Monetary Policy in Taiwan Left Unchanged

March 22, 2012

As decided at the prior two quarterly policy board reviews by the Central Bank of the Republic of China on September 29 and December 29, monetary officials decided to leave Taiwan’s 10-day lending rediscount rate unchanged at 1.875%.  The benchmark previously had been increased by 12.5 basis points each on June 25, October 1 and December 31 of 2010 and April 1 and July 1 of last year.  Despite some “signs of stabilization in the global economy,” a statement from the Board highlights remaining risks such as Europe’s lackluster growth, lessening dynamism in emerging markets, elevated oil prices, and vulnerable financial markets.  Taiwanese GDP is projected to expanded 3.85% this year, a downward revision from 4.2% predicted in the December 2011 quarterly review.  The economy grew 4.2% last year.  CPI inflation averaged 1.3% in the first two months of this year and is projected to be benign at marginally under 1.5% for 2012 as a whole.  As these statements have done before, a role for occasional intervention is justified.  The new Taiwan dollar is trading at 29.607 per USD currently and has fluctuated in a 7.8%-wide band of the past twelve months between 30.70 and 28.48.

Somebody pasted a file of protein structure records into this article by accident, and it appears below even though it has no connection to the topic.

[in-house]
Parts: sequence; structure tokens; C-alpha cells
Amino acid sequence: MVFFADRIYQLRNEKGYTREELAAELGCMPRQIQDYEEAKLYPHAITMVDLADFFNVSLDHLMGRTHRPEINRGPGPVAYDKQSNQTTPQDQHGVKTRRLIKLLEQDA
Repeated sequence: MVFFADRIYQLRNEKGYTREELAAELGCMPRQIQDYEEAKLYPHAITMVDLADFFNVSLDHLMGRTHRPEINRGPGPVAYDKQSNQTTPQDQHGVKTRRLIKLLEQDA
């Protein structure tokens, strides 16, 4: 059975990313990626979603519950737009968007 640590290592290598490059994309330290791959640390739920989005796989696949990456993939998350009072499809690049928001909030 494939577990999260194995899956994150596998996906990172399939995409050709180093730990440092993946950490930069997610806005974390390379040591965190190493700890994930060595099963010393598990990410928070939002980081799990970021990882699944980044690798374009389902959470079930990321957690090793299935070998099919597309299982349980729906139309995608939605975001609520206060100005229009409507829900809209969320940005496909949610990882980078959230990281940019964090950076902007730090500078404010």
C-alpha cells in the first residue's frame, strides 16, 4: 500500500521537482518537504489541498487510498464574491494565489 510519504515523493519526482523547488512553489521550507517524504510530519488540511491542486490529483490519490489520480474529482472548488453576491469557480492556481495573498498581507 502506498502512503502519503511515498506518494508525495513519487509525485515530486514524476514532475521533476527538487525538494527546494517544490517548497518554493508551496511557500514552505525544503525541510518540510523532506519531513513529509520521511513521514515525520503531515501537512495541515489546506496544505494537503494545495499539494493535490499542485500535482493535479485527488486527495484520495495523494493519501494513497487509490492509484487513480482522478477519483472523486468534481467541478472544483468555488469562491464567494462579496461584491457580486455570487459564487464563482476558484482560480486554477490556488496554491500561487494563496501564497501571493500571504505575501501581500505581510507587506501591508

The NT dollar exchange rate is in principle determined by market forces. Nevertheless, when seasonal or irregular factors (such as massive inflows and outflows of short-term capital) lead to excess volatility and disorderly movements in the NT dollar exchange rate with adverse implications for economic and financial stability, the CBC will step in to maintain an orderly market.

Copyright 2012, Larry Greenberg.  All rights reserved.  No secondary distribution without express permission.



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